The chairman of the state Legislature’s House Health and Welfare Committee is backing a ballot initiative to expand Medicaid in Idaho.
Rep. Fred Wood, a Republican from Burley, announced his endorsement Wednesday.
“The Legislature’s been struggling with this problem for years,” Wood told the Times-News. “And I think that Medicaid expansion under the current program is the best way to address the issue of the gap population not having insurance.”
Idahoans for Healthcare, the organizers behind the vote, announced new support from several Republicans, including Wood. Others highlighted in its news release included two Boise lawmakers, Sen. Fred Martin and Rep. Patrick McDonald. Rep. Marc Gibbs of Grace also signed on, the group said, as have two retiring lawmakers, Sen. Shawn Keough of Sandpoint and Rep. Luke Malek of Coeur d’Alene.
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The citizen initiative, which would make more Idahoans in the so-called “gap population” eligible for Medicaid, will appear on the ballot in November, the Idaho Secretary of State’s Office confirmed last month.
The gap population includes an estimated 51,000 to 62,000 Idaho residents who earn too much to qualify for Medicaid and too little to qualify for subsidized health insurance on the state’s exchange.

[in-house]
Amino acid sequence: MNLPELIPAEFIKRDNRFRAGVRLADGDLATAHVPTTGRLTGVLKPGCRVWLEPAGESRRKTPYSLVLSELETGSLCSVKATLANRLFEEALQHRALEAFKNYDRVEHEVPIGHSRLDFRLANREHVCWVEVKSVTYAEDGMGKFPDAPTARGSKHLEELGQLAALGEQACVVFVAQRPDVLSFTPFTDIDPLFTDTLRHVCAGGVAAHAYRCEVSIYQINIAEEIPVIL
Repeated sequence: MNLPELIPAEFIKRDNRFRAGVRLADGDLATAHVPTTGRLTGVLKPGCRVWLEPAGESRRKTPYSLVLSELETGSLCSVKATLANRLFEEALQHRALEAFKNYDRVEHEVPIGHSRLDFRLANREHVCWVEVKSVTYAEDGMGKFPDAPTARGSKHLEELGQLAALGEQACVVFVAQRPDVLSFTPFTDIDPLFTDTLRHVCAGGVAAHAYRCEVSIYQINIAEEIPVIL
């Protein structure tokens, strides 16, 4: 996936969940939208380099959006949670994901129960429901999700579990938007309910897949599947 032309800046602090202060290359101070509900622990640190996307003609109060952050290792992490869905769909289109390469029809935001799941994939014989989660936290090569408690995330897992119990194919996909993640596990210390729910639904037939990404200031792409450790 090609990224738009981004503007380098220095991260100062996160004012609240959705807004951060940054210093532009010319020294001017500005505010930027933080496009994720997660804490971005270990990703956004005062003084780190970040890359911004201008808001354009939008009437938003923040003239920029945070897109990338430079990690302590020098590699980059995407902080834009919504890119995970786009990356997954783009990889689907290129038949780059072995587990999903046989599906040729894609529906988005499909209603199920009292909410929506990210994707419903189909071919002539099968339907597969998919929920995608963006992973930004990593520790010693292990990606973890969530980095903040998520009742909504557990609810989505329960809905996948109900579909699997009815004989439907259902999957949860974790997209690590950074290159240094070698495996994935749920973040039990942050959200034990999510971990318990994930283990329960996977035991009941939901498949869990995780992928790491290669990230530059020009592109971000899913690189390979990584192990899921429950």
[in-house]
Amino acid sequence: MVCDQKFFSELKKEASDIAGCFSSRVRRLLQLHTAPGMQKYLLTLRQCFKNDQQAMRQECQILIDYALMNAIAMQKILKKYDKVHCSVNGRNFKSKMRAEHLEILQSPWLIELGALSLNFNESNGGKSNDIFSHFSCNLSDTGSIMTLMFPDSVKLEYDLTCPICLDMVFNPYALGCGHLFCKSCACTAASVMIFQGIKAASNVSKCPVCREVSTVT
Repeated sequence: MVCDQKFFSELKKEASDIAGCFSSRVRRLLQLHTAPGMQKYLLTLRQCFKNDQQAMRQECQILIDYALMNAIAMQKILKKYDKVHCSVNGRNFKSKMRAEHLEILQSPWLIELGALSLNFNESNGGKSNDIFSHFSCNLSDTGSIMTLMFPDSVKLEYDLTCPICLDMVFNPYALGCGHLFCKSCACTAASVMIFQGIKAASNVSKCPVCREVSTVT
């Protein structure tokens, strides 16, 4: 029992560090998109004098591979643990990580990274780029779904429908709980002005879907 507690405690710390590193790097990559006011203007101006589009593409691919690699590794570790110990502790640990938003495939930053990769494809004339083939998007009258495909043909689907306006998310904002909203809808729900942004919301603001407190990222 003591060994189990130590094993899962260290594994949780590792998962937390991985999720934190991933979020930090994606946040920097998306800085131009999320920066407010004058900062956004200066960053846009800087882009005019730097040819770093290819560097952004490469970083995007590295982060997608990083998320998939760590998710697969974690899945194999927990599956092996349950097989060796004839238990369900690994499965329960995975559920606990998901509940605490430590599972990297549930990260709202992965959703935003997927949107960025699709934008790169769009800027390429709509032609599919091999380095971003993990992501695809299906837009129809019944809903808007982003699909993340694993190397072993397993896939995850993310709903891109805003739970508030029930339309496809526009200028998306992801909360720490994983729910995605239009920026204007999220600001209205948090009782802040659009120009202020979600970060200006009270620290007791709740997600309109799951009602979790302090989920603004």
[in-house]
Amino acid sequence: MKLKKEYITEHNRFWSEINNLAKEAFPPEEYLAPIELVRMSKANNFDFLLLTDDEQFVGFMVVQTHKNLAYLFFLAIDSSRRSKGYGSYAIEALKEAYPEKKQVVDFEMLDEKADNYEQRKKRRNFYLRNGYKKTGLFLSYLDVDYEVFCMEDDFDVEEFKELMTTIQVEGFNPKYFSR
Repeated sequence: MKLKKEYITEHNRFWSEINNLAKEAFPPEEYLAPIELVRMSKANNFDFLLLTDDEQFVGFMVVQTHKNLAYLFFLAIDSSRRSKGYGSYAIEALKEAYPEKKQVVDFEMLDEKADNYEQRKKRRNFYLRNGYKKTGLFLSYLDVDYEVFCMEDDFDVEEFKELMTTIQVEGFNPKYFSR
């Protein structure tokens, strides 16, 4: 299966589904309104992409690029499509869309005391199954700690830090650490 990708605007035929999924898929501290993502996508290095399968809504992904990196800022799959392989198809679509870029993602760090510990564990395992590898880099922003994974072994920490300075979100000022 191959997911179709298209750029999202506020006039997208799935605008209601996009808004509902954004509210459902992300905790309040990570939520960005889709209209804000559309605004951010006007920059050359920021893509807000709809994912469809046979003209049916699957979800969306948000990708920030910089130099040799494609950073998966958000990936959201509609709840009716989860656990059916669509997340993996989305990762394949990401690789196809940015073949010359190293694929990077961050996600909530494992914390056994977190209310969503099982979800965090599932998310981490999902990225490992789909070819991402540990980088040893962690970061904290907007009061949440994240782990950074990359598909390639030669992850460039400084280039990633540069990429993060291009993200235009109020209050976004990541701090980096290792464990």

Recent efforts by the Legislature to expand health care coverage for this population have failed, including a 2018 bill that would have let the state apply for two federal waivers: one that would let working poor adults by subsidized health insurance on the state’s exchange, and another that would allow people with severe, expensive illnesses to get insurance from Medicaid.
Supporters of the plan said it would have provided coverage to an estimated 35,000 Idahoans in the gap.
The bill died on the House floor in the final weeks of the session, when Wood made a motion to send it back to committee. Wood said at the time that the bill did not have enough support in the Legislature to pass in the 2018 session, and argued that stalling rather than voting on the legislation would increase the chances that a similar proposal resurfaces in future sessions.
“This is a wonderful concept,” Wood said on the floor. “But we have to play the long-term game here. This bill will not go anywhere this year, never was going to go anywhere this year.”
When asked by the Times-News Wednesday why the Legislature has struggled to address the gap population, Wood said he was “not sure.”
“I would refer you to the other legislators to ask them that,” he said.